A well-known local economist is suggesting that Government’s decision to slash Corporation Tax by 80 to 90 per cent, could help the private sector absorb recently retrenched public workers.
University of the West Indies lecturer and former president of the Barbados Economic Society (BES) Jeremy Stephen, contends that businesses now have the fiscal space to either raise salaries or hire more workers.
“The hope would be that since the private sector has all of this [fiscal] space now, they could pick up the slack from the public sector, given that the Government has sent home all of these persons. You now have an 80 to 90 per cent reduction in tax rate. The unions definitely must now ensure that the private sector cannot argue that they don’t have the fiscal or profitability space to hire people or at least raise salaries,” Stephen told Barbados TODAY this afternoon.
On Tuesday Prime Minister Mia Mottley announced the massive reduction in corporation tax from 25 per cent to a rate between 1 to 5.5 per cent. Mottley also made it clear that she wants businesses to share the benefits with Barbadians.
The Prime Minister outlined that as of January 1, 2019 all corporate entities in Barbados would be taxed on a sliding scale. Businesses with taxable income of up to $1 million will pay 5.5 per cent. Corporations with taxable income up to $20 million will be charged a rate of 3 per cent while those that earn up to $30 million will pay 2.5 per cent. Those with taxable incomes of more than $30 million will pay 1 per cent. Currently Barbados’ corporation tax ranges from five to 25 per cent.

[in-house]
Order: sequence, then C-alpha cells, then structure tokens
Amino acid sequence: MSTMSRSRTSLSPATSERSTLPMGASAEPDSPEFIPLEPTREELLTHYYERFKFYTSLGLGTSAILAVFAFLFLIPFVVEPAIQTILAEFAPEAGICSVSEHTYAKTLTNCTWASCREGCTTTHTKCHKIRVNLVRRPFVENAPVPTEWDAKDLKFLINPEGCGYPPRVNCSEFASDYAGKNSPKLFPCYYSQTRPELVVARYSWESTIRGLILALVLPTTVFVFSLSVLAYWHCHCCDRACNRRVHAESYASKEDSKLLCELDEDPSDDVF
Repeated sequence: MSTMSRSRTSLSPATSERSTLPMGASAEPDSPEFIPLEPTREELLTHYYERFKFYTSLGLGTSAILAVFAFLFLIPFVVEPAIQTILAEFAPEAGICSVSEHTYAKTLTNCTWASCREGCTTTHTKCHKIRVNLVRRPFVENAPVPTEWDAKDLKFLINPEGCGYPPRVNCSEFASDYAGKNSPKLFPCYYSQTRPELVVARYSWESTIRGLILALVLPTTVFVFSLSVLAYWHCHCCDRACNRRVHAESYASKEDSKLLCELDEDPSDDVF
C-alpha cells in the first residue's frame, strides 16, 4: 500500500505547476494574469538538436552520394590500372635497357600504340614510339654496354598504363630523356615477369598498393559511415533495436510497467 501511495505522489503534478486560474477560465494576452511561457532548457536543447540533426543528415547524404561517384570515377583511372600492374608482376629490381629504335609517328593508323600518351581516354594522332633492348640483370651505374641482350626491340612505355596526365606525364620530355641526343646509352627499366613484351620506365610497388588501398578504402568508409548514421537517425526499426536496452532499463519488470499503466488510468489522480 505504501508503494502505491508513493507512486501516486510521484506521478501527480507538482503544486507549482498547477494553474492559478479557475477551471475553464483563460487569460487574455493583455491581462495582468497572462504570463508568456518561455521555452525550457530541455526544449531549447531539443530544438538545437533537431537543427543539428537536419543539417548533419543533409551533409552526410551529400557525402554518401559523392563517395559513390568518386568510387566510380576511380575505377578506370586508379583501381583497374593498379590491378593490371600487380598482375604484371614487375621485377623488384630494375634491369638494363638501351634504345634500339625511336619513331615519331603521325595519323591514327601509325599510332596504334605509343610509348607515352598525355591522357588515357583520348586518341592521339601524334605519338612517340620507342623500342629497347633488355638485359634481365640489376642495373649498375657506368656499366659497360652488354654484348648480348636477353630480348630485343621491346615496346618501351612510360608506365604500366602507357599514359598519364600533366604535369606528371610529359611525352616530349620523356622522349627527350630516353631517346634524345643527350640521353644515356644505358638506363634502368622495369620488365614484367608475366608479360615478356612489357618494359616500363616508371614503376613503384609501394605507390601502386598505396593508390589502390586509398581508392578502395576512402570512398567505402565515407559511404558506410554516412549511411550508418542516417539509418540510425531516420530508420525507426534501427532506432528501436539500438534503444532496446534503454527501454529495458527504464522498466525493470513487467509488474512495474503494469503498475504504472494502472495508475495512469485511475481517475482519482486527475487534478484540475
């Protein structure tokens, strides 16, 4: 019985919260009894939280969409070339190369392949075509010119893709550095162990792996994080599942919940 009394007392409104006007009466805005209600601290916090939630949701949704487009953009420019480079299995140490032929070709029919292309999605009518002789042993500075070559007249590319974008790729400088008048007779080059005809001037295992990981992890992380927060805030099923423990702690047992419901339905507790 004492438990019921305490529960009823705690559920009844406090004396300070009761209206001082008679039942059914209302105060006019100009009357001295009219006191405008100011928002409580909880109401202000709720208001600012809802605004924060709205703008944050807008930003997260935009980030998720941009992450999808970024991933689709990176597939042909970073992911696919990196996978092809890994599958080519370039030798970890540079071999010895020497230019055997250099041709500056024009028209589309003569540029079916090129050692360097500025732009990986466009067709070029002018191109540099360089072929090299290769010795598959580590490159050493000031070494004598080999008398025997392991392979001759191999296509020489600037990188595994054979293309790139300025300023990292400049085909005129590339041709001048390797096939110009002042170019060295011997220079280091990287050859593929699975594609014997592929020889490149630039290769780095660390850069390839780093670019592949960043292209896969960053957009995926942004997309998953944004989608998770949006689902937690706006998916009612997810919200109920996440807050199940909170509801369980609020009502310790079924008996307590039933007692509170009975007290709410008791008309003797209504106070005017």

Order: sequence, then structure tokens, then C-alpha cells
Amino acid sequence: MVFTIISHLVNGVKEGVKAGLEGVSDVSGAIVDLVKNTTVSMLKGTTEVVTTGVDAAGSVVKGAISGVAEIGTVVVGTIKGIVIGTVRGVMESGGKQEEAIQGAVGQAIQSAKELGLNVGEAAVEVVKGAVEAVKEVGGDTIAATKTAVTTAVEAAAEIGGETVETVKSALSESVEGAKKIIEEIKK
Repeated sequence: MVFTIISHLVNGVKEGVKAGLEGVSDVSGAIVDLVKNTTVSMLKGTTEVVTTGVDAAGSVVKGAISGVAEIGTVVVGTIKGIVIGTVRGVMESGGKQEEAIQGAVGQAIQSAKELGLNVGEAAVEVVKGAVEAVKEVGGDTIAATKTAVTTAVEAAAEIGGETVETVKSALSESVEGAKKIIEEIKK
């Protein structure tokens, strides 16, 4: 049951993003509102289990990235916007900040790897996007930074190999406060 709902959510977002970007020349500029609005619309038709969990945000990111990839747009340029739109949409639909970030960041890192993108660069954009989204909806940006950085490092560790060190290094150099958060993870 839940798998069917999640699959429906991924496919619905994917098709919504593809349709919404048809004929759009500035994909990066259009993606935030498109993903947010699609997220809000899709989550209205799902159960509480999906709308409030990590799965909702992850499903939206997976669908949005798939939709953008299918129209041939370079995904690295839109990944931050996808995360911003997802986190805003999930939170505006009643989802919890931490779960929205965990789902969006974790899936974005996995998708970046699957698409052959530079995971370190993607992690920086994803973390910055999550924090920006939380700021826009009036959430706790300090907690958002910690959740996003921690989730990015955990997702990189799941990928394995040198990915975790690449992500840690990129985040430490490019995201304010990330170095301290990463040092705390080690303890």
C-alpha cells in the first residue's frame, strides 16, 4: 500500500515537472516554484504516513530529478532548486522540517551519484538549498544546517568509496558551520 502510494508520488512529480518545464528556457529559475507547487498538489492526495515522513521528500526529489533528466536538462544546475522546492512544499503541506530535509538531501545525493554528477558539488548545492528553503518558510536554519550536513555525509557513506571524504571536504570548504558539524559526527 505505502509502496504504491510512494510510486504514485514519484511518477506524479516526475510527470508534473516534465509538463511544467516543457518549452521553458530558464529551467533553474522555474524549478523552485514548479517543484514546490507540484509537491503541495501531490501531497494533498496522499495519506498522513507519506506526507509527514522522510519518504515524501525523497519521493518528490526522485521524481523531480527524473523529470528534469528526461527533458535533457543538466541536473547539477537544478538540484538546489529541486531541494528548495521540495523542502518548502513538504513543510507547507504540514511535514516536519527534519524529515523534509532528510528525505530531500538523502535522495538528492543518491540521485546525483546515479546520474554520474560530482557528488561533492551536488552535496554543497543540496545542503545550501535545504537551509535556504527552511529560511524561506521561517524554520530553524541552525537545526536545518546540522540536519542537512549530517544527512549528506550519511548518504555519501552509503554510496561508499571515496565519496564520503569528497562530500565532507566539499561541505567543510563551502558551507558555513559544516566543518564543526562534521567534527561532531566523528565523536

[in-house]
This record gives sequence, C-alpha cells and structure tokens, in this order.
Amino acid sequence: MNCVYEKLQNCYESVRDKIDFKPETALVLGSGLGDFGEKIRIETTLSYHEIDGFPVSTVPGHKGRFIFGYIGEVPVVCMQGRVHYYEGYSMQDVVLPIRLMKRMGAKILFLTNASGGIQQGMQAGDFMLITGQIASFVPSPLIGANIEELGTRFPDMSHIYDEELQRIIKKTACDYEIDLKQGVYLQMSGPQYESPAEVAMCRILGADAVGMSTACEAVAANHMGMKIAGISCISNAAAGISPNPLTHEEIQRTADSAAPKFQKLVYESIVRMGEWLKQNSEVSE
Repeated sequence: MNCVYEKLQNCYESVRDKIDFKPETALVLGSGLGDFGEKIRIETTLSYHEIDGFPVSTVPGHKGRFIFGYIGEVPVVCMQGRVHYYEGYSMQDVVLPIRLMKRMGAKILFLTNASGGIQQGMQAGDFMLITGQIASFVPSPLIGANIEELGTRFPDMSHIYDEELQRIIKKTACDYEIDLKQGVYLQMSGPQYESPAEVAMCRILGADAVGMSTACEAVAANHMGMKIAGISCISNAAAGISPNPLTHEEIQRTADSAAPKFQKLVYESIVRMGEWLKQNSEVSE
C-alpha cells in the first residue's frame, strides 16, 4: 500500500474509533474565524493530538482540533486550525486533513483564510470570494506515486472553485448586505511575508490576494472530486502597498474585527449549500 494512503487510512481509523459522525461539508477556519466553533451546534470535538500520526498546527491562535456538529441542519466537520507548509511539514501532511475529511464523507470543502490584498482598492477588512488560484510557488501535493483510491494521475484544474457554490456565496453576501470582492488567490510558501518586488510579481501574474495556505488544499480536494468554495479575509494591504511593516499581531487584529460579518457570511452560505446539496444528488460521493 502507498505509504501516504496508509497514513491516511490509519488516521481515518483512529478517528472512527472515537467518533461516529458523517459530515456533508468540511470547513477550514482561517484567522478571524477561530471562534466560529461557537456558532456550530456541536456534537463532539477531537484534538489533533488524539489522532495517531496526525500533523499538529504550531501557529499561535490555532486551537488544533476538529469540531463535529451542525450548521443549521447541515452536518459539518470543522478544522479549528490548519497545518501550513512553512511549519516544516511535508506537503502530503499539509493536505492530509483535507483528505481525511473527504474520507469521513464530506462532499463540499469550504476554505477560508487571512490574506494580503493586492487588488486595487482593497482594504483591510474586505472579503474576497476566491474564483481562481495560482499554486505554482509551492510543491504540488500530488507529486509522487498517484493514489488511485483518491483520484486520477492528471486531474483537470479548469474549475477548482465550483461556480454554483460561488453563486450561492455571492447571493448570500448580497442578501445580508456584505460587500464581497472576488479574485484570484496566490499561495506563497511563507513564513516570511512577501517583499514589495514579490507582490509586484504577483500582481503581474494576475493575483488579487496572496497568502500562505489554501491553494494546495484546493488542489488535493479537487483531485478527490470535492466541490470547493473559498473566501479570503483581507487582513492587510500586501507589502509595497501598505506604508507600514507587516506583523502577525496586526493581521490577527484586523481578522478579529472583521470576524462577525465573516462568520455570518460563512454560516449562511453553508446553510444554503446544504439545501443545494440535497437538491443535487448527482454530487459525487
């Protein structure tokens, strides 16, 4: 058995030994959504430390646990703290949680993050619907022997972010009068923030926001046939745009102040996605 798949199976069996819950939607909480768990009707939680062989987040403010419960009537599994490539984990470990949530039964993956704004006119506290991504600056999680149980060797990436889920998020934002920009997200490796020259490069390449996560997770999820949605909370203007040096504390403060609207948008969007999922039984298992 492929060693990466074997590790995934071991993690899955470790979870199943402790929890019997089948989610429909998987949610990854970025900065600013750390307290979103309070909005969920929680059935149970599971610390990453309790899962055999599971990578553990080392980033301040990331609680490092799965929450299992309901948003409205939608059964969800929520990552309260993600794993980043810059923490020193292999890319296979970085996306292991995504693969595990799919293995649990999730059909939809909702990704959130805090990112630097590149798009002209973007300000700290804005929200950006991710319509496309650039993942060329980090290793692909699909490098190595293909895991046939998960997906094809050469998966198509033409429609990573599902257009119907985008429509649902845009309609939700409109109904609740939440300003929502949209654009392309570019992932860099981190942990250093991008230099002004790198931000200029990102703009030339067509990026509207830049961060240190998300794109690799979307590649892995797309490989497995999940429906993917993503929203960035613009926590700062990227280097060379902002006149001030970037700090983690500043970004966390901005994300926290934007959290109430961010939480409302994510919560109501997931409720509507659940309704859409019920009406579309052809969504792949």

This afternoon Stephen noted that while some pundits may argue that Government was risking a major reduction in its tax revenue, it was in fact a well calculated gamble. He pointed out that Government only earned ten per cent of its tax revenue from the Corporation Tax and this shortfall could be made up and even surpassed should the tax base be increased as a result of the cuts.
“The potential for widening the tax base is there because Barbados now seems attractive with its low tax jurisdiction and the fact that it is in line with the OECD requirements. Those rates that Government came up with will not result in a major loss in tax revenue. Even if it did, the losses will not be substantial enough to dampen tax revenue because Corporate Tax revenue is only 10 per cent of the total taxation. The biggest intake for Government is VAT and personal income tax,” he explained.
The economist also revealed that he also expects a bump in this country’s Gross Domestic Product (GDP) as a result of the new tax regime.
“Now that these firms have been brought onshore it means that GDP automatically should go up. As a matter of fact I could almost guarantee that GDP will rise simply because when you take the activity of these offshore companies and bring them onshore, their activity will be considered as part of our GDP,” he explained.